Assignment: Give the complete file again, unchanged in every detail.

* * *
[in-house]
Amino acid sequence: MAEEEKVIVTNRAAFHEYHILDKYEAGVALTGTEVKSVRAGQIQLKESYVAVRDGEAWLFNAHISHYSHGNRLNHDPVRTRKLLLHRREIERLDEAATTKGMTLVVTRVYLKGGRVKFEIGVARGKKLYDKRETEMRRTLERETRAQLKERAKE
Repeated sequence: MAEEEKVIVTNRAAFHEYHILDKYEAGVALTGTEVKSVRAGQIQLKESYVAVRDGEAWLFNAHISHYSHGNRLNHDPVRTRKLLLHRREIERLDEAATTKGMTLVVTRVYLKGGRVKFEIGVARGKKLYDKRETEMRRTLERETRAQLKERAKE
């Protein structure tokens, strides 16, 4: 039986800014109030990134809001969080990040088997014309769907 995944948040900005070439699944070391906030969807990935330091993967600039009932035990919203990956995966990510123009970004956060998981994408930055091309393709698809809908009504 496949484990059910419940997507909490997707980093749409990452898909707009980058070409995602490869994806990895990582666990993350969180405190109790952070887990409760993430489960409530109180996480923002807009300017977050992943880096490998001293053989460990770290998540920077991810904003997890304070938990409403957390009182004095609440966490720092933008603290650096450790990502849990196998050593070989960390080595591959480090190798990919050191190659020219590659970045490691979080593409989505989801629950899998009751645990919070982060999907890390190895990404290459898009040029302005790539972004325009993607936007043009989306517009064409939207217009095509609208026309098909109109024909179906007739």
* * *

[in-house]
Amino acid sequence: MAEEEKVIVTNRAAFHEYHILDKYEAGVALTGTEVKSVRAGQIQLKESYVAVRDGEAWLFNAHISHYSHGNRLNHDPVRTRKLLLHRREIERLDEAATTKGMTLVVTRVYLKGGRVKFEIGVARGKKLYDKRETEMRRTLERETRAQLKERAKE
Repeated sequence: MAEEEKVIVTNRAAFHEYHILDKYEAGVALTGTEVKSVRAGQIQLKESYVAVRDGEAWLFNAHISHYSHGNRLNHDPVRTRKLLLHRREIERLDEAATTKGMTLVVTRVYLKGGRVKFEIGVARGKKLYDKRETEMRRTLERETRAQLKERAKE
């Protein structure tokens, strides 16, 4: 039986800014109030990134809001969080990040088997014309769907 995944948040900005070439699944070391906030969807990935330091993967600039009932035990919203990956995966990510123009970004956060998981994408930055091309393709698809809908009504 496949484990059910419940997507909490997707980093749409990452898909707009980058070409995602490869994806990895990582666990993350969180405190109790952070887990409760993430489960409530109180996480923002807009300017977050992943880096490998001293053989460990770290998540920077991810904003997890304070938990409403957390009182004095609440966490720092933008603290650096450790990502849990196998050593070989960390080595591959480090190798990919050191190659020219590659970045490691979080593409989505989801629950899998009751645990919070982060999907890390190895990404290459898009040029302005790539972004325009993607936007043009989306517009064409939207217009095509609208026309098909109109024909179906007739």